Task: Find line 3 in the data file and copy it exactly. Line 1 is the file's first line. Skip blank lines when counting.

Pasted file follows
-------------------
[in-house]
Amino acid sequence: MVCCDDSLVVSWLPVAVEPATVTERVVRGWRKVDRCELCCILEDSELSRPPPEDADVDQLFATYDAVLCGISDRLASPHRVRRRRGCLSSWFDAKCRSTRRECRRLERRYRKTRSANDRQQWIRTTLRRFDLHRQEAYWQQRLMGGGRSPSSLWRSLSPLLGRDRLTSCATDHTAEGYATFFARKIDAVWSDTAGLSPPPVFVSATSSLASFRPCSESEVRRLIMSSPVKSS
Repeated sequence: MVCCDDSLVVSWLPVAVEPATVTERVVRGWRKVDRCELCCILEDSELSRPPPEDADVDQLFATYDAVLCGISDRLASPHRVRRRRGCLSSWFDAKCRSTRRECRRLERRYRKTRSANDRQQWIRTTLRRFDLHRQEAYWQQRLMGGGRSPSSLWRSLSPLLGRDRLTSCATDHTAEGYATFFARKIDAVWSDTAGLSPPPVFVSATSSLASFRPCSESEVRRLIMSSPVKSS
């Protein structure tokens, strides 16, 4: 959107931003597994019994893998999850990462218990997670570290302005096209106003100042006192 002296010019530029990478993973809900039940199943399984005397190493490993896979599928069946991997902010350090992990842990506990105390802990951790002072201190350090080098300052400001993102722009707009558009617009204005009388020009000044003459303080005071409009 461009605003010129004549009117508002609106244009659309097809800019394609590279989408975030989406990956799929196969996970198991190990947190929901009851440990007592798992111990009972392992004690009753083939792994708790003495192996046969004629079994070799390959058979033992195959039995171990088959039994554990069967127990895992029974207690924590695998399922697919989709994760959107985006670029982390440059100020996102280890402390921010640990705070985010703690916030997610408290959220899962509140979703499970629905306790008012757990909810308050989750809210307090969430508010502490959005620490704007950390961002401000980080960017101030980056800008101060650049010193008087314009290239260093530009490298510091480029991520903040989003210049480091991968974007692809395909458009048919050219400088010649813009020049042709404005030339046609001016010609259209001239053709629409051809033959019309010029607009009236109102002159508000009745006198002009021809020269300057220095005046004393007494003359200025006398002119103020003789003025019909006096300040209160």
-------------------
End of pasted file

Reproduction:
Repeated sequence: MVCCDDSLVVSWLPVAVEPATVTERVVRGWRKVDRCELCCILEDSELSRPPPEDADVDQLFATYDAVLCGISDRLASPHRVRRRRGCLSSWFDAKCRSTRRECRRLERRYRKTRSANDRQQWIRTTLRRFDLHRQEAYWQQRLMGGGRSPSSLWRSLSPLLGRDRLTSCATDHTAEGYATFFARKIDAVWSDTAGLSPPPVFVSATSSLASFRPCSESEVRRLIMSSPVKSS